Seed Cycling: Balancing Your Hormones In A Natural Way
Seed cycling is an ancient and gentle way to regulate your hormones by supplying you with the nutrients you need at specific phases of your cycle. Hormonal variations can result in anything from amenorrhea (lack of menses) or dysmenorrhea (irregular menses), to hormonal acne and weight gain. Typically hormonal birth control is used to regulate those hormonal variations and temper symptoms. But if you’re trying to get pregnant or don’t want to be taking hormones, seed cycling is a gentle approach that can help.
In a regular cycle, estrogen is produced during the first 14 days of the follicular phase when eggs grow and ripen. Follicle-stimulating hormone (FSH) and luteinizing hormone (LH) then increase before ovulation, while estrogen levels drop just after ovulation. The Luteal phase starts once an egg has been released. Progesterone and estrogen levels gradually increase in a careful balance to support conception and implantation and they drop again before the next period if no implantation occurs.
Seed cycling posits that the phytoestrogens in flax seeds, when eaten during the follicular phase, can balance out estrogen in the body. Zinc from pumpkin seeds may promote progesterone production. And during the luteal phase, lignans (a precursor to phytoestrogens) in sesame may inhibit estrogen levels from increasing too much, while the vitamin E in sunflower seeds is thought to help boost progesterone levels.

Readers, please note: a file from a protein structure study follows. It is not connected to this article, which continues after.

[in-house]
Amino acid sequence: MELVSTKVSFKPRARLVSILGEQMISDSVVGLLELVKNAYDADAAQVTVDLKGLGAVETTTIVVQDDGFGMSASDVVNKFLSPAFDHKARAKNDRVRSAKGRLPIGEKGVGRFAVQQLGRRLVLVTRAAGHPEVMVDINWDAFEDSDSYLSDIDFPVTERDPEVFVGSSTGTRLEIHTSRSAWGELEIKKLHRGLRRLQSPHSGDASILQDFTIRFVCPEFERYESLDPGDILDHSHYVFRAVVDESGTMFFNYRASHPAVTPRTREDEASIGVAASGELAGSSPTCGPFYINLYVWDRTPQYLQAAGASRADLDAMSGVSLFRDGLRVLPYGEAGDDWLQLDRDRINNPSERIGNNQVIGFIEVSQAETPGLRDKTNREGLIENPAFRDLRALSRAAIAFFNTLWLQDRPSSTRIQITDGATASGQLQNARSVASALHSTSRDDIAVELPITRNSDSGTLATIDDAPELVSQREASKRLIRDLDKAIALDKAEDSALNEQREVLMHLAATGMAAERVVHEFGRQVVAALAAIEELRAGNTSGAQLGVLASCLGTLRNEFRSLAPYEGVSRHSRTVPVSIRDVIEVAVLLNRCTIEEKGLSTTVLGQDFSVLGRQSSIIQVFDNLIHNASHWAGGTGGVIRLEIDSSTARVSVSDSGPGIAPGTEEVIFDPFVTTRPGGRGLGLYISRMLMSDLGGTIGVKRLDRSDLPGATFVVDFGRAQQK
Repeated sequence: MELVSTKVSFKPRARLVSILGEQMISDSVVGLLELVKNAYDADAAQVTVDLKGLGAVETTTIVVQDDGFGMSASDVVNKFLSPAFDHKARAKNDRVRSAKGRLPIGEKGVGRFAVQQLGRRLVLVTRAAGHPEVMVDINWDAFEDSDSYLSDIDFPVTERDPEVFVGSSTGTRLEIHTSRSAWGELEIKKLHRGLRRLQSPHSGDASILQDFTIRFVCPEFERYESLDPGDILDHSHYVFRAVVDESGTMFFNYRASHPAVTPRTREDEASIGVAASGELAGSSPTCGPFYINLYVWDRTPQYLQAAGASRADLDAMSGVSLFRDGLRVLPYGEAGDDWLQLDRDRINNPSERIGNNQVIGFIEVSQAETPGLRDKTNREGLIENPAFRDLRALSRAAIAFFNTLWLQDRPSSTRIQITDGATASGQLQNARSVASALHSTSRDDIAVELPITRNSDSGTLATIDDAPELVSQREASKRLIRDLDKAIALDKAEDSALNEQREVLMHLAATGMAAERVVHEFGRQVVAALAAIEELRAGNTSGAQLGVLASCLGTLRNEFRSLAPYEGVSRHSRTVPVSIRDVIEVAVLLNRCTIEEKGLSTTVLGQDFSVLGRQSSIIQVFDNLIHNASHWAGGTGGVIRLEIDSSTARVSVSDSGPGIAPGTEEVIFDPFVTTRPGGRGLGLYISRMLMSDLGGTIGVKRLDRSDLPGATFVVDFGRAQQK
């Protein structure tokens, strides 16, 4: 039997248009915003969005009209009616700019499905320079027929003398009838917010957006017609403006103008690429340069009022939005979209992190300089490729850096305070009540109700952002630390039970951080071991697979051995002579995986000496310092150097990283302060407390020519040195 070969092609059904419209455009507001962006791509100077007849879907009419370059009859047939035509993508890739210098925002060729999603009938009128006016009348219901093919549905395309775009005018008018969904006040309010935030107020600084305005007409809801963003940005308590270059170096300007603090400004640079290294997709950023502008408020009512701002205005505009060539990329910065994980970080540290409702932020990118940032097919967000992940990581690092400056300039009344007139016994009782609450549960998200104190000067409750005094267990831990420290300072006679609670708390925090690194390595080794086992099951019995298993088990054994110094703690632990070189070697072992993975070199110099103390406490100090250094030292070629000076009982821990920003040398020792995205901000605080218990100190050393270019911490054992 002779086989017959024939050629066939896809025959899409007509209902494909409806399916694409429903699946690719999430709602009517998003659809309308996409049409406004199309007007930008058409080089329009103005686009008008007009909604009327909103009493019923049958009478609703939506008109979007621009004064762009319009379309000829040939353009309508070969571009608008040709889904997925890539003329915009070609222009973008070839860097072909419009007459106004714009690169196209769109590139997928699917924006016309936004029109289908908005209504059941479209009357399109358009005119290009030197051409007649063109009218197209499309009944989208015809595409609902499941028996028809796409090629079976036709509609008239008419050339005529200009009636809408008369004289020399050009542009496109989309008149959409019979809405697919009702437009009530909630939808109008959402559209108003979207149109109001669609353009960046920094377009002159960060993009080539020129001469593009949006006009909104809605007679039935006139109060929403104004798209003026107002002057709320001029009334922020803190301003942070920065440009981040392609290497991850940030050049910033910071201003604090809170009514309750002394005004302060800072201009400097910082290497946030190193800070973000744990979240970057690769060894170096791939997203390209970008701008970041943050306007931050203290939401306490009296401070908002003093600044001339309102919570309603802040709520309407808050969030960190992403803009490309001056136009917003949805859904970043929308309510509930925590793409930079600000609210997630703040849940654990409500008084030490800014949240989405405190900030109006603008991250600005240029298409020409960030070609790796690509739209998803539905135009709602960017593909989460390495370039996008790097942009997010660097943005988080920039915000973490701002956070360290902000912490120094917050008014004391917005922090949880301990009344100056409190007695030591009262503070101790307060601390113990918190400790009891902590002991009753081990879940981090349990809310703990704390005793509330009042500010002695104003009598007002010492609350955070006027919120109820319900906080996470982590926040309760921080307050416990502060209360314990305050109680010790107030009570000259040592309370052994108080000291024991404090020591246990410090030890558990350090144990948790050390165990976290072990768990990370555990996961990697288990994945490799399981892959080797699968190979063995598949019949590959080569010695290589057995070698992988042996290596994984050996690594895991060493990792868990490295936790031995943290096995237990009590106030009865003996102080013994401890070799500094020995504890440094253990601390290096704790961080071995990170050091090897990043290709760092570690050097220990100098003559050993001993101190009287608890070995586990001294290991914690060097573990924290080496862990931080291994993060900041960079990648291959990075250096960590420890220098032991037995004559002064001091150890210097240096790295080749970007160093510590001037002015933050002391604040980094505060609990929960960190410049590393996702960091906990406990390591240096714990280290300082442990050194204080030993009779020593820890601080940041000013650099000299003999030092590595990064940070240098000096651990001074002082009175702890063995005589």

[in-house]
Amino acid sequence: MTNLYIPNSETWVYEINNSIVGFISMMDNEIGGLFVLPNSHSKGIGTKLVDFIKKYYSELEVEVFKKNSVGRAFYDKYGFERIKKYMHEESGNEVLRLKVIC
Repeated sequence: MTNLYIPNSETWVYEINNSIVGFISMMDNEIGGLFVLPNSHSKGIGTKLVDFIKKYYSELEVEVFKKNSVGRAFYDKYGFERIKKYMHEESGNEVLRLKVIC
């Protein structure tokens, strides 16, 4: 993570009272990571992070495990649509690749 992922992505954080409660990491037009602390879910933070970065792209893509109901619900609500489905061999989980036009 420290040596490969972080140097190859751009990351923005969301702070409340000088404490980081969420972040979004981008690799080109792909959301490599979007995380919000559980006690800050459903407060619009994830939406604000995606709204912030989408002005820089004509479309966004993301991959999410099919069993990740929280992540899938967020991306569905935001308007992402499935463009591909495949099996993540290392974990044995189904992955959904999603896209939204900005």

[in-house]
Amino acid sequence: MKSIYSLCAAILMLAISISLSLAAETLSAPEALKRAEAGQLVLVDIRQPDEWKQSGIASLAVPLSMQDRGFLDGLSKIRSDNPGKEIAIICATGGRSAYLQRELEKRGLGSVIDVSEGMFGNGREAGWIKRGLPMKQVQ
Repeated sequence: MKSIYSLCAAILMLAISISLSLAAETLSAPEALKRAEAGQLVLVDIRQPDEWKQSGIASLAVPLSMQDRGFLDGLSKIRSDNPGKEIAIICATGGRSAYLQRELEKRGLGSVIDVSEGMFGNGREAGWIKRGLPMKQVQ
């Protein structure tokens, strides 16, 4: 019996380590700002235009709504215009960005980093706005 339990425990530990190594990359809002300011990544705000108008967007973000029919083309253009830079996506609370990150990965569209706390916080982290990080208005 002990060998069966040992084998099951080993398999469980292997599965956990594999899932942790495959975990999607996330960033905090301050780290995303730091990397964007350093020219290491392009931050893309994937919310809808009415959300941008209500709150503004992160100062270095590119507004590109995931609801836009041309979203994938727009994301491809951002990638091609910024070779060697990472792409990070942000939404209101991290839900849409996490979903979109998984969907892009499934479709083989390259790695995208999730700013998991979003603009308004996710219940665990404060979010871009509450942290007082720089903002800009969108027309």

Follicular Phase – Ovulation (Days 1-14): eat 1-2 tablespoons each of raw, fresh ground flaxseeds and pumpkin seeds
Ovulation-Luteal Phase (Days 15-28): eat 1-2 tablespoons each of raw, fresh ground sunflower and sesame seeds
The follicular phase begins at the first day on your menses. Start incorporating fresh ground flax and pumpkin seeds into your diet. You can put these in smoothies, sprinkle on salads, put in granola, or your morning oatmeal.
On day 14, or when you ovulate (this will be different for all women) switch to raw ground sunflower and sesame seeds in the same fashion. If you don’t know when you ovulate, or you’re not ovulating, you can just switch on day 14.
If you don’t know when you ovulate and you’re interested in figuring that out, try ovulation tracking using test strips (which you can get on amazon!) or period tracking can help you estimate your ovulation time. If your cycle is longer or shorter than 28 days, adjust the length of the seed cycle accordingly. If you don’t have a period, you can still seed cycle by following the phases of the moon!
Seed cycling is safe for anyone to try, and increases the healthy fats in your diet which can also promote cardiovascular health and reduce inflammation. Many women continue to use it for years, as there’s no downside other than allergies. If you have allergies to sesame or other nuts and seeds, consult your doctor or acupuncturist before starting this regime.
Goyal A, Sharma V, Upadhyay N, Gill S, Sihag M. Flax and flaxseed oil: an ancient medicine & modern functional food. J Food Sci Technol. 2014;51(9):1633-1653. doi:10.1007/s13197-013-1247-9
Can Seed Cycling Ease Menstrual Cycle Complications and Symptoms? https://dutchtest.com/2020/07/
Linus Pauling Institute. Lignans [Internet]. Micronutrient Information Center. 2020 [cited 2020Jan21]. Available from: https://lpi.oregonstate.edu/
Dr. Jolene Brighten. Seed Cycling for Hormone Balance https://drbrighten.com/seed-